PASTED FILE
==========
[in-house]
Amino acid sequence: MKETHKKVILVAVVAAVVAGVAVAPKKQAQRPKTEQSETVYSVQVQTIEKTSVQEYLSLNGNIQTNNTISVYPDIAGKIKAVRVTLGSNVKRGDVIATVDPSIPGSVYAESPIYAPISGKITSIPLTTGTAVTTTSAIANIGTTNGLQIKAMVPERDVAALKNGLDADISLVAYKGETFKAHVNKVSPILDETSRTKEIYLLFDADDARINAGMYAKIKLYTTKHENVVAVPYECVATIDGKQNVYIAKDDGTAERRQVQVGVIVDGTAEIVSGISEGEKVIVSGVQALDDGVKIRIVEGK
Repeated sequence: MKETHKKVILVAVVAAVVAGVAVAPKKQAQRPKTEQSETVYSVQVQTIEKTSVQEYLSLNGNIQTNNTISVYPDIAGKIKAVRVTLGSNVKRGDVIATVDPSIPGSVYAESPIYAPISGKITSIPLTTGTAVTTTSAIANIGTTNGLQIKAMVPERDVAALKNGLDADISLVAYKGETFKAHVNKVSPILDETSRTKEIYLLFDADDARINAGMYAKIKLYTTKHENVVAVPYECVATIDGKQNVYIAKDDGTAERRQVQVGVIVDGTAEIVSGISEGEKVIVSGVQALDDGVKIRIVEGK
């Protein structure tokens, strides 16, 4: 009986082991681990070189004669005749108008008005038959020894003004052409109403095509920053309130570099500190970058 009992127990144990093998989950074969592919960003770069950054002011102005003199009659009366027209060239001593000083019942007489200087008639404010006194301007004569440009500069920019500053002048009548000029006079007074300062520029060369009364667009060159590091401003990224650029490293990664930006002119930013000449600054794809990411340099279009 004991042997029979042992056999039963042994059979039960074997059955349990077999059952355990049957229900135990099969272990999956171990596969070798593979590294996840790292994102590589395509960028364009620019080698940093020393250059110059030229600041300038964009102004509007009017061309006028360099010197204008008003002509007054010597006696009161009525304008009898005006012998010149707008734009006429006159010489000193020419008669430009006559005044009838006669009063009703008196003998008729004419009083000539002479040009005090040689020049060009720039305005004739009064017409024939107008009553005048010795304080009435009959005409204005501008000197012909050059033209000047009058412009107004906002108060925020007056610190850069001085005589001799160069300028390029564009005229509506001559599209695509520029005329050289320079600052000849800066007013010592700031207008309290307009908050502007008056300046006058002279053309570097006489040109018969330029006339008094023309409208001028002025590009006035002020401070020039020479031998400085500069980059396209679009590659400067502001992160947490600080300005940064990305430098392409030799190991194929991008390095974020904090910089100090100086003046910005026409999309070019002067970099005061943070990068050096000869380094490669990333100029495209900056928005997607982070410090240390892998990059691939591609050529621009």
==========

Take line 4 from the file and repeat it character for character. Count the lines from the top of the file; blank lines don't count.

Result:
């Protein structure tokens, strides 16, 4: 009986082991681990070189004669005749108008008005038959020894003004052409109403095509920053309130570099500190970058 009992127990144990093998989950074969592919960003770069950054002011102005003199009659009366027209060239001593000083019942007489200087008639404010006194301007004569440009500069920019500053002048009548000029006079007074300062520029060369009364667009060159590091401003990224650029490293990664930006002119930013000449600054794809990411340099279009 004991042997029979042992056999039963042994059979039960074997059955349990077999059952355990049957229900135990099969272990999956171990596969070798593979590294996840790292994102590589395509960028364009620019080698940093020393250059110059030229600041300038964009102004509007009017061309006028360099010197204008008003002509007054010597006696009161009525304008009898005006012998010149707008734009006429006159010489000193020419008669430009006559005044009838006669009063009703008196003998008729004419009083000539002479040009005090040689020049060009720039305005004739009064017409024939107008009553005048010795304080009435009959005409204005501008000197012909050059033209000047009058412009107004906002108060925020007056610190850069001085005589001799160069300028390029564009005229509506001559599209695509520029005329050289320079600052000849800066007013010592700031207008309290307009908050502007008056300046006058002279053309570097006489040109018969330029006339008094023309409208001028002025590009006035002020401070020039020479031998400085500069980059396209679009590659400067502001992160947490600080300005940064990305430098392409030799190991194929991008390095974020904090910089100090100086003046910005026409999309070019002067970099005061943070990068050096000869380094490669990333100029495209900056928005997607982070410090240390892998990059691939591609050529621009």